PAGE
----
Subject(s)
COVID-19 , General Practice , Poverty , Qualitative Research , Humans , COVID-19/psychology , COVID-19/therapy , Female , Male , Middle Aged , Adult , Netherlands , Aged , Telemedicine , Patient Satisfaction/statistics & numerical data , Attitude of Health Personnel , SARS-CoV-2 , Remote Consultation , Health Services Accessibility
14.
J Robot Surg ; 18(1): 239, 2024 Jun 04.
Article in English | MEDLINE | ID: mdl-38833043

ABSTRACT

Robot-assisted kidney transplantation (RAKT) is a relatively novel, minimally invasive option for kidney transplantation. However, clarity on recipient selection in the published literature is lacking thereby significantly limiting interpretation of safety and other outcomes. This systematic review aimed to identify and synthesize the data on selection of RAKT recipients, compare the synthesized data to kidney transplant recipients across the USA, and explore geographical clusters of availability of RAKT. Systematic literature review, in accordance with PRISMA, via OVID MEDLINE, Embase, and Web of science from inception to March 5, 2023. All data entry double blinded and quality via Newcastle Ottawa Scale. 44 full-text articles included, encompassing approximately 2402 kidney transplant recipients at baseline but with considerable suspicion for overlap across publications. There were significant omissions of information across studies on patient selection for RAKT and/or analysis. Overall, the quality of studies was very low. Given suspicion of overlap across studies, it is difficult to determine how many RAKT recipients received living (LD) versus deceased donor (DD) organs, but a rough estimate suggests 89% received LD. While the current RAKT literature provides preliminary evidence on safety, there are significant omissions in reporting on patient selection for RAKT which limits interpretation of findings. Two recommendations: (1) international consensus is needed for reporting guidelines when publishing RAKT data and (2) larger controlled trials consistently reporting recipient characteristics are needed to clearly determine selection, safety, and outcomes across both LD and DD recipients.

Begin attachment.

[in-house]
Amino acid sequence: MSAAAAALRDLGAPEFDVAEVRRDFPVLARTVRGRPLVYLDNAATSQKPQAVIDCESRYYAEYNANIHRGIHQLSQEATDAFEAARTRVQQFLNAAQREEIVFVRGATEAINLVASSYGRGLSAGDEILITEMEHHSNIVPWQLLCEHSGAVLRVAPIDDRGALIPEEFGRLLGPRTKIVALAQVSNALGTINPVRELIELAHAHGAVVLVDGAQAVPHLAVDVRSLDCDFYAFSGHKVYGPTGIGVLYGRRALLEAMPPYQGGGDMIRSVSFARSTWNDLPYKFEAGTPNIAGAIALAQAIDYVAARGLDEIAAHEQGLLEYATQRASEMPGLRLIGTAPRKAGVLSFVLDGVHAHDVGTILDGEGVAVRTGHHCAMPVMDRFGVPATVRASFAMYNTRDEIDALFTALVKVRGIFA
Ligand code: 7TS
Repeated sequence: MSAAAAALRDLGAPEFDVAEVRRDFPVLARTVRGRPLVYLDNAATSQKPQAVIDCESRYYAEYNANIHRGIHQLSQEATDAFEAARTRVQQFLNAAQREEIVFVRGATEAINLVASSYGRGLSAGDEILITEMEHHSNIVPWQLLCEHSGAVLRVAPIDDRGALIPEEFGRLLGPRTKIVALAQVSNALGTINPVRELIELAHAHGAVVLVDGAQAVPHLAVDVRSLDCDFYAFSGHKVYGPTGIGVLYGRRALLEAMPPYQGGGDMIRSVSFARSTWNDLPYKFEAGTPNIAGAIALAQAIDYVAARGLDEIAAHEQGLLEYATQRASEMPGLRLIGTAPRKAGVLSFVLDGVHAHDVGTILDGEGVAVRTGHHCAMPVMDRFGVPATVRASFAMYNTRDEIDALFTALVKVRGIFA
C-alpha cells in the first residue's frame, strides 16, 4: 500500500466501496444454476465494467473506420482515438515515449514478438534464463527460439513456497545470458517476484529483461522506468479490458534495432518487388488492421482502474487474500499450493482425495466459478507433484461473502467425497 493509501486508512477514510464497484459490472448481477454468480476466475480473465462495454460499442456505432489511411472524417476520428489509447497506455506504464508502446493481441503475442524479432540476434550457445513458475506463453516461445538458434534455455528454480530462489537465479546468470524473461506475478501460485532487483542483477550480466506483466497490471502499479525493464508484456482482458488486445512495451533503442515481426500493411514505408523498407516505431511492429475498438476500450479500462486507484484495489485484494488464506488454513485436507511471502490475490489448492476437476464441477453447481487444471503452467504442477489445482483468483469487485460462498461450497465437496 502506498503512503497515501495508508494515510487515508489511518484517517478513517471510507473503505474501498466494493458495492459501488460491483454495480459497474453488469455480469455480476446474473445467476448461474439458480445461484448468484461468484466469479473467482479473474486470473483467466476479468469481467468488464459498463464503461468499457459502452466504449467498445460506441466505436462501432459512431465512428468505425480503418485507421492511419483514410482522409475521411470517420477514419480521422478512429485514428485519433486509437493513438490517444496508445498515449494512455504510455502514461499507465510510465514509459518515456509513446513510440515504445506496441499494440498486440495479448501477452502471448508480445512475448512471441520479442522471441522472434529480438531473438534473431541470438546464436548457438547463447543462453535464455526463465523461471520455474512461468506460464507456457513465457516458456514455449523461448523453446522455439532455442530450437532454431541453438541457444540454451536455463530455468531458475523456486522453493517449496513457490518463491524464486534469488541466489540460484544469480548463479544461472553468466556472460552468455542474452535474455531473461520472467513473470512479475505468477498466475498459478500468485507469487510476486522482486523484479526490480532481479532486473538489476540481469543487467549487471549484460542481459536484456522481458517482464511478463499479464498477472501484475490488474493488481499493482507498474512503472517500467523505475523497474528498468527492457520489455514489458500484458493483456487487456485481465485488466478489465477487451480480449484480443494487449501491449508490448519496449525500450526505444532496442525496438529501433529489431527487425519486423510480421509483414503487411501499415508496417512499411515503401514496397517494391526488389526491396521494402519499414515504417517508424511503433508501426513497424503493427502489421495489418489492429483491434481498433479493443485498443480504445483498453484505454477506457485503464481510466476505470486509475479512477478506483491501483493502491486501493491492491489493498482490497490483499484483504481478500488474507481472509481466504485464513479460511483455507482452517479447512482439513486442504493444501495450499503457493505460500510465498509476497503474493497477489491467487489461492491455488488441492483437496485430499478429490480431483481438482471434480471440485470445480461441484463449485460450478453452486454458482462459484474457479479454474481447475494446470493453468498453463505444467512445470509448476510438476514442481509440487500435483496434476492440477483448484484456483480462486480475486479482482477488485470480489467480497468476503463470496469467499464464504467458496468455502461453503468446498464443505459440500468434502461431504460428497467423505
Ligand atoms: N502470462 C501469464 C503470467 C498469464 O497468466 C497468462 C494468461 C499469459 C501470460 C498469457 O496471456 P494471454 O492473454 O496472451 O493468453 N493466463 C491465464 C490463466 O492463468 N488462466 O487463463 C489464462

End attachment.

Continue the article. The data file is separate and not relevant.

Subject(s)
Kidney Transplantation , Patient Selection , Robotic Surgical Procedures , Kidney Transplantation/methods , Humans , Robotic Surgical Procedures/methods , Robotic Surgical Procedures/standards , Health Services Accessibility
15.
Child Adolesc Psychiatr Clin N Am ; 33(3): 307-317, 2024 Jul.
Article in English | MEDLINE | ID: mdl-38823805

ABSTRACT